by Carol Stevens
HUERFANO- Camp Shumway was located between Delcarbon and Gordon mines on Highway 69, northwest of Walsenburg. Some of the ruins are very visible, with one building still standing near Red Rock road. The mines associated with Camp Shumway were known as Rocky Mountain Mine and Consolidated Mine. The Rocky Mountain Fuel Company, owned by Dr. C. M. McGuire, opened the mines in 1902 after veins of coal from five to 10 feet thick were found. McGuire bought 800 acres from Ed Caddell who started development of the camp in 1904.
In November 1905, Consolidated Coal Company leased Rocky Mountain and Consolidated mines from McGuire for $3000 per year and ten cents a ton royalty. Consolidated mine was then leased to Cuchara Coal Company, which was organized by Fred O. Roof and William, George and James B. Dick in 1905. Roof and Dick later incorporated the company.
Camp Shumway news tidbits from 1905-1939, give us a window on some of the highs and lows of coal camp life.
In July 1905, Mr. and Mrs. John Juhas received $50 from the Denver Post for having triplets at the camp. Rocky Mountain Fuel Company gave the children of the camp free tickets to the Floto circus that was being held in Walsenburg. The camp school was in Rocky Mountain District 17. Enrollment was good with 53 students in 1911.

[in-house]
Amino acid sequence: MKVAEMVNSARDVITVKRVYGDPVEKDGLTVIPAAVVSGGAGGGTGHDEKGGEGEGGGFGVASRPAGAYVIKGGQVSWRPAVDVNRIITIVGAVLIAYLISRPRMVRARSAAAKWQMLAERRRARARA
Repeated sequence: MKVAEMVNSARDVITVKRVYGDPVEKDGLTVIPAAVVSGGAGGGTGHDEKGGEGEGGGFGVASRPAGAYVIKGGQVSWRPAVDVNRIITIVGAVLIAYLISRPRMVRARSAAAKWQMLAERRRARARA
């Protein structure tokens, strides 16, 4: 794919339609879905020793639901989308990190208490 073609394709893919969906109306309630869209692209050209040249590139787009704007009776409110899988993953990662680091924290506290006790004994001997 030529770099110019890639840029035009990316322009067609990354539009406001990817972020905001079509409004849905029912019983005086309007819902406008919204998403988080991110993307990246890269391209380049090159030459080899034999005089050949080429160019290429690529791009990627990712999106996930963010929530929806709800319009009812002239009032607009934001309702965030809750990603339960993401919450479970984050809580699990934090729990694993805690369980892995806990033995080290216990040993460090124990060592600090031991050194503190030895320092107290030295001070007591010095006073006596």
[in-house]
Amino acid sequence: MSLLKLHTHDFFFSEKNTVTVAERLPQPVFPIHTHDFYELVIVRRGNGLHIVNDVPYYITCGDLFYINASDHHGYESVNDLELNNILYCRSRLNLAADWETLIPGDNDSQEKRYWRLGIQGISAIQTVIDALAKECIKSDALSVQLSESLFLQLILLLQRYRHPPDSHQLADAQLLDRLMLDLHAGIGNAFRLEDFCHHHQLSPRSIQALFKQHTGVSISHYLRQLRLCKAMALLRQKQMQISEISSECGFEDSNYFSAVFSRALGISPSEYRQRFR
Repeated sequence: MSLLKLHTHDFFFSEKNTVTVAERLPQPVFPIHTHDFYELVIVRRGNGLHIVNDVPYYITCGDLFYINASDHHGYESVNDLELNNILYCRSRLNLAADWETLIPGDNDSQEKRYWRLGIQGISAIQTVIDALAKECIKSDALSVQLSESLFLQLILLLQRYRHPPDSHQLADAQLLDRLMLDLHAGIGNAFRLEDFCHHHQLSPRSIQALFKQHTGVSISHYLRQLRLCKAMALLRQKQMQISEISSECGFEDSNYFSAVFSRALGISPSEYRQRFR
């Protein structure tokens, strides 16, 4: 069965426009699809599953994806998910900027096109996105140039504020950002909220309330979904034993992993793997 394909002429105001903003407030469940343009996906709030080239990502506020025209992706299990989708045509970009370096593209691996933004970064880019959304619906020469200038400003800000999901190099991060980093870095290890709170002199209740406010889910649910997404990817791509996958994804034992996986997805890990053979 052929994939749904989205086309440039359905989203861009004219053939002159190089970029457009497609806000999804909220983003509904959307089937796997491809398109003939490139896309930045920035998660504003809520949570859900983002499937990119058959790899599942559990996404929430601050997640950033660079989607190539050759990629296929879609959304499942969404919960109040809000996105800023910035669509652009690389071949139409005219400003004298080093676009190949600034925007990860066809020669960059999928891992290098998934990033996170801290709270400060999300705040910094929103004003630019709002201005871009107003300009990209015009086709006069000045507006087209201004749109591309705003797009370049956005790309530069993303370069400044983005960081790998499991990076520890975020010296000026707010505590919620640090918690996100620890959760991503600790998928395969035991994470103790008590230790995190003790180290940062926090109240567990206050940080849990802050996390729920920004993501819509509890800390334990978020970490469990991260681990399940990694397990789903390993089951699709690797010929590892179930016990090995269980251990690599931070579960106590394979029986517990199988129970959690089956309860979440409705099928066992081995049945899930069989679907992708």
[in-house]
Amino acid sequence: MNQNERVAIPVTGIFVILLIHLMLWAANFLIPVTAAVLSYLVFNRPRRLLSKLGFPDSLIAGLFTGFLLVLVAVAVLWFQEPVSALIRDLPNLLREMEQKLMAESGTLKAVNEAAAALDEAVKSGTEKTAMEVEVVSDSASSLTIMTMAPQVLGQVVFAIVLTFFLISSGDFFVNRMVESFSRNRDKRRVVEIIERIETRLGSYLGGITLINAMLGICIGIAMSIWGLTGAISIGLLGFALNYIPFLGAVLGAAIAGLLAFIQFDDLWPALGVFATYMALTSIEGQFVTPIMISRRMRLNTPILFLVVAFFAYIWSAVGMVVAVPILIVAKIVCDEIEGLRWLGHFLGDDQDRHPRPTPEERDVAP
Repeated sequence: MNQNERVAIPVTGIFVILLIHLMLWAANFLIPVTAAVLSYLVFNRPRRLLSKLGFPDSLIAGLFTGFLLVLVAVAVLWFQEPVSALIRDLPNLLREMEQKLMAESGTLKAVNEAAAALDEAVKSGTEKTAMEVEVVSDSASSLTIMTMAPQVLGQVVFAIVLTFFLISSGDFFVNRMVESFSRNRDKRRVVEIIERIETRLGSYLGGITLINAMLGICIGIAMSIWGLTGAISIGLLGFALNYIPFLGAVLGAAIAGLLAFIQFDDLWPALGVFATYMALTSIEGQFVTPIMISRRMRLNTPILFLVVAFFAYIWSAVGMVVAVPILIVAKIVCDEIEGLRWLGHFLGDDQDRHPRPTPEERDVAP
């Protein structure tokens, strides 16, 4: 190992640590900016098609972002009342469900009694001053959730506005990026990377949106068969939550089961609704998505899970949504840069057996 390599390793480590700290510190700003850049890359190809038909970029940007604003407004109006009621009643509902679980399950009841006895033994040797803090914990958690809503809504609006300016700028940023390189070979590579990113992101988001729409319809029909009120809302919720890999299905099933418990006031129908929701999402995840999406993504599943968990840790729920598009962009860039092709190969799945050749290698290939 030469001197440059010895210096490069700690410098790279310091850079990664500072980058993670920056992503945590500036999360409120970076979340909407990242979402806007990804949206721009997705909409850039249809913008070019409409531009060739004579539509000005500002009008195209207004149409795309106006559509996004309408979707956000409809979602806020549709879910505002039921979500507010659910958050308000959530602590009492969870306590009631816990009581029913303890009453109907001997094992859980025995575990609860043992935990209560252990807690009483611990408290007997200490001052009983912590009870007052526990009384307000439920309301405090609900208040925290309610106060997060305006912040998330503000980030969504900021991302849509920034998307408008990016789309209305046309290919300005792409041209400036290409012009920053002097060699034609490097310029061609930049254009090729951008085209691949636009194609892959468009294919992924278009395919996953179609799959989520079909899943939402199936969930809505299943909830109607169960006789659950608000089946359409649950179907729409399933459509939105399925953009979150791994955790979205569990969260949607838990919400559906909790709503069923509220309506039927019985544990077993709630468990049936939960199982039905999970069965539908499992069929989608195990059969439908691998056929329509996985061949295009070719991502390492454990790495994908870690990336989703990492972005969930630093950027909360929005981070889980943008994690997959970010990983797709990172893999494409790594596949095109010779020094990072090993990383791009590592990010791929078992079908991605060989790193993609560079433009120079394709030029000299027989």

The camp had a post office which was first named for the mine itself, then for the owner of Rocky Mountain fuel company, Dr. C. M. McGuire. The post office was located in the Pinon Supply Company store. In 1905, John Kirkpatrick had double duty being the store manager as well as the postmaster. Rumor had it that some of the camp residents wanted the post office to be called Shumway. On April 13, 1911, they got their wish, and the name was changed to Camp Shumway post office. The post office stayed open until July 1, 1924.
Despite the vitality of family life in the community, coal camp communities were temporary communities which experienced significant losses over the years. Amazingly only one fatality was recorded over the years for the Shumway mine– William Whiles, the father of the mine superintendent, E.H. Whiles. In spite of ununusally low fatalities, by 1922 enrollment in the camp school had dropped from 53 to 32 students. The mines closed soon after sometime in the 1920s.
The structures of the camp remained after the mines closed. The Works Progress Administration (WPA) reconditioned the old frame school into a modern building in 1939. The reconditioning also included replacing the outhouses. In 1937, before the WPA came on the scene, a four-room house was stolen one night.
No statistics for production were ever recorded for the mine, but the vitality of the coal camp community lives on for posterity.